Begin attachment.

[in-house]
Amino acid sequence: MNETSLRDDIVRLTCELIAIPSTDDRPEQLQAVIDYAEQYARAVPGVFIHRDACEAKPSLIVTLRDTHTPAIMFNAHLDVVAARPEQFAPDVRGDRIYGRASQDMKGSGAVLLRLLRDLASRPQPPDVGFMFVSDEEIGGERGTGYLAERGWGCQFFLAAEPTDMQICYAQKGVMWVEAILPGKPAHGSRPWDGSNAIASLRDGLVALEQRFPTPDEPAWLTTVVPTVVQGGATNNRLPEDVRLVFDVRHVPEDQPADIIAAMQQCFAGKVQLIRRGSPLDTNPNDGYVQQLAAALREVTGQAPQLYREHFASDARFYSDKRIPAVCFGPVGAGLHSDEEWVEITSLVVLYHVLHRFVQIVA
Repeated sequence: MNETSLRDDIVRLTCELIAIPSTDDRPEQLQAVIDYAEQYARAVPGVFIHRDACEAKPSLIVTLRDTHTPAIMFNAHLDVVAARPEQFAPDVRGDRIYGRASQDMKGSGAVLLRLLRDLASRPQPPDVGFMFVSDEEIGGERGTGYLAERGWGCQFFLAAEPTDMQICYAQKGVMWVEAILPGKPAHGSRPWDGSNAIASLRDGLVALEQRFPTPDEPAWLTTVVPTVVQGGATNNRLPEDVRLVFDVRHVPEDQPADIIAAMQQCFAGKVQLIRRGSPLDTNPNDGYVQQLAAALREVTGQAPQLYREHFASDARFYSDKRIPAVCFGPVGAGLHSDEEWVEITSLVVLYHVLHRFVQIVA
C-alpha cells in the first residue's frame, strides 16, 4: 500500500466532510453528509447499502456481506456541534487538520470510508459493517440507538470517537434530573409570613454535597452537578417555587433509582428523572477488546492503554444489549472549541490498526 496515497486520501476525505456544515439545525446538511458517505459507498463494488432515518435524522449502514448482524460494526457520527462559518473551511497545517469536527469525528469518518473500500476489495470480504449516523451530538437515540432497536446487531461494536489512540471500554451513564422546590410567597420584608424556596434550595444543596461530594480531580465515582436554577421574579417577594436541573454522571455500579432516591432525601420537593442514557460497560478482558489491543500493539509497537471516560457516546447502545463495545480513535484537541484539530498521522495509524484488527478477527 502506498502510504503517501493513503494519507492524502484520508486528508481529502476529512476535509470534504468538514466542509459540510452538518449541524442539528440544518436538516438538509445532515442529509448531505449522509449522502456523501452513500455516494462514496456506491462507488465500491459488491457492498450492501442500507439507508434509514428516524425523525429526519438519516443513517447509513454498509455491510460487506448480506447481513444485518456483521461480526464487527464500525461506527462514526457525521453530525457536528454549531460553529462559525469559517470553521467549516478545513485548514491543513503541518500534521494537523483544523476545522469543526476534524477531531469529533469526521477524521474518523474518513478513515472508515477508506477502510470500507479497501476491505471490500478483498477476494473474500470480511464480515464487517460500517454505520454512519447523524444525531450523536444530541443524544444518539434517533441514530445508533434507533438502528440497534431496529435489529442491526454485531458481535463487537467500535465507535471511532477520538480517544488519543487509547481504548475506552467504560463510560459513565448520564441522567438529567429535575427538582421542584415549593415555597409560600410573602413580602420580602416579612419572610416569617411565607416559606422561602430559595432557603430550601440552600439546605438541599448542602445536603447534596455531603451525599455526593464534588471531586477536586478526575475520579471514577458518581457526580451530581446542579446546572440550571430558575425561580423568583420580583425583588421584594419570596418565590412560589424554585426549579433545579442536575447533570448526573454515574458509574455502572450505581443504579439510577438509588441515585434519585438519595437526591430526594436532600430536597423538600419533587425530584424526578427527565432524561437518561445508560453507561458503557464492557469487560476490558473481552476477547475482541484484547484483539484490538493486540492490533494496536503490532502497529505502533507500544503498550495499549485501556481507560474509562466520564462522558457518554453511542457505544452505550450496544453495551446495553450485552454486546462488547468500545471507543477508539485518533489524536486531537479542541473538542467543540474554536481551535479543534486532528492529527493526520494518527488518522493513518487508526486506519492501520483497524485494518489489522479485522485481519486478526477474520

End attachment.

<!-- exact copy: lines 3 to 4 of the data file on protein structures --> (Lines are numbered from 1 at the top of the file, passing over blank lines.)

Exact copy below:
Repeated sequence: MNETSLRDDIVRLTCELIAIPSTDDRPEQLQAVIDYAEQYARAVPGVFIHRDACEAKPSLIVTLRDTHTPAIMFNAHLDVVAARPEQFAPDVRGDRIYGRASQDMKGSGAVLLRLLRDLASRPQPPDVGFMFVSDEEIGGERGTGYLAERGWGCQFFLAAEPTDMQICYAQKGVMWVEAILPGKPAHGSRPWDGSNAIASLRDGLVALEQRFPTPDEPAWLTTVVPTVVQGGATNNRLPEDVRLVFDVRHVPEDQPADIIAAMQQCFAGKVQLIRRGSPLDTNPNDGYVQQLAAALREVTGQAPQLYREHFASDARFYSDKRIPAVCFGPVGAGLHSDEEWVEITSLVVLYHVLHRFVQIVA
C-alpha cells in the first residue's frame, strides 16, 4: 500500500466532510453528509447499502456481506456541534487538520470510508459493517440507538470517537434530573409570613454535597452537578417555587433509582428523572477488546492503554444489549472549541490498526 496515497486520501476525505456544515439545525446538511458517505459507498463494488432515518435524522449502514448482524460494526457520527462559518473551511497545517469536527469525528469518518473500500476489495470480504449516523451530538437515540432497536446487531461494536489512540471500554451513564422546590410567597420584608424556596434550595444543596461530594480531580465515582436554577421574579417577594436541573454522571455500579432516591432525601420537593442514557460497560478482558489491543500493539509497537471516560457516546447502545463495545480513535484537541484539530498521522495509524484488527478477527 502506498502510504503517501493513503494519507492524502484520508486528508481529502476529512476535509470534504468538514466542509459540510452538518449541524442539528440544518436538516438538509445532515442529509448531505449522509449522502456523501452513500455516494462514496456506491462507488465500491459488491457492498450492501442500507439507508434509514428516524425523525429526519438519516443513517447509513454498509455491510460487506448480506447481513444485518456483521461480526464487527464500525461506527462514526457525521453530525457536528454549531460553529462559525469559517470553521467549516478545513485548514491543513503541518500534521494537523483544523476545522469543526476534524477531531469529533469526521477524521474518523474518513478513515472508515477508506477502510470500507479497501476491505471490500478483498477476494473474500470480511464480515464487517460500517454505520454512519447523524444525531450523536444530541443524544444518539434517533441514530445508533434507533438502528440497534431496529435489529442491526454485531458481535463487537467500535465507535471511532477520538480517544488519543487509547481504548475506552467504560463510560459513565448520564441522567438529567429535575427538582421542584415549593415555597409560600410573602413580602420580602416579612419572610416569617411565607416559606422561602430559595432557603430550601440552600439546605438541599448542602445536603447534596455531603451525599455526593464534588471531586477536586478526575475520579471514577458518581457526580451530581446542579446546572440550571430558575425561580423568583420580583425583588421584594419570596418565590412560589424554585426549579433545579442536575447533570448526573454515574458509574455502572450505581443504579439510577438509588441515585434519585438519595437526591430526594436532600430536597423538600419533587425530584424526578427527565432524561437518561445508560453507561458503557464492557469487560476490558473481552476477547475482541484484547484483539484490538493486540492490533494496536503490532502497529505502533507500544503498550495499549485501556481507560474509562466520564462522558457518554453511542457505544452505550450496544453495551446495553450485552454486546462488547468500545471507543477508539485518533489524536486531537479542541473538542467543540474554536481551535479543534486532528492529527493526520494518527488518522493513518487508526486506519492501520483497524485494518489489522479485522485481519486478526477474520